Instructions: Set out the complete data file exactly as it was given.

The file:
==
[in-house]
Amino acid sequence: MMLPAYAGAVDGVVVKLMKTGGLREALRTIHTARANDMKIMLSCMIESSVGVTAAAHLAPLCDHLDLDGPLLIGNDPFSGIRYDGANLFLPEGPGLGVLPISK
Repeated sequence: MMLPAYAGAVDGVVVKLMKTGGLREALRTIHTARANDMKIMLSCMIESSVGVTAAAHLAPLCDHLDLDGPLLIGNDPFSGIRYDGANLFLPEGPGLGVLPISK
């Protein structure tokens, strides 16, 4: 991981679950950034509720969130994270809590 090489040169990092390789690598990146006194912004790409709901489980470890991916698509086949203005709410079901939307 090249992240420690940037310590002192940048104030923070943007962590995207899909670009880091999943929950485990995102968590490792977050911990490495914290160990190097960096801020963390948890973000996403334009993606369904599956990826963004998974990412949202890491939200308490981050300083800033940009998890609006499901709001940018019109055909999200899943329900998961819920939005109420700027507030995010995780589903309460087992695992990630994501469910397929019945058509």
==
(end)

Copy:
[in-house]
Amino acid sequence: MMLPAYAGAVDGVVVKLMKTGGLREALRTIHTARANDMKIMLSCMIESSVGVTAAAHLAPLCDHLDLDGPLLIGNDPFSGIRYDGANLFLPEGPGLGVLPISK
Repeated sequence: MMLPAYAGAVDGVVVKLMKTGGLREALRTIHTARANDMKIMLSCMIESSVGVTAAAHLAPLCDHLDLDGPLLIGNDPFSGIRYDGANLFLPEGPGLGVLPISK
């Protein structure tokens, strides 16, 4: 991981679950950034509720969130994270809590 090489040169990092390789690598990146006194912004790409709901489980470890991916698509086949203005709410079901939307 090249992240420690940037310590002192940048104030923070943007962590995207899909670009880091999943929950485990995102968590490792977050911990490495914290160990190097960096801020963390948890973000996403334009993606369904599956990826963004998974990412949202890491939200308490981050300083800033940009998890609006499901709001940018019109055909999200899943329900998961819920939005109420700027507030995010995780589903309460087992695992990630994501469910397929019945058509």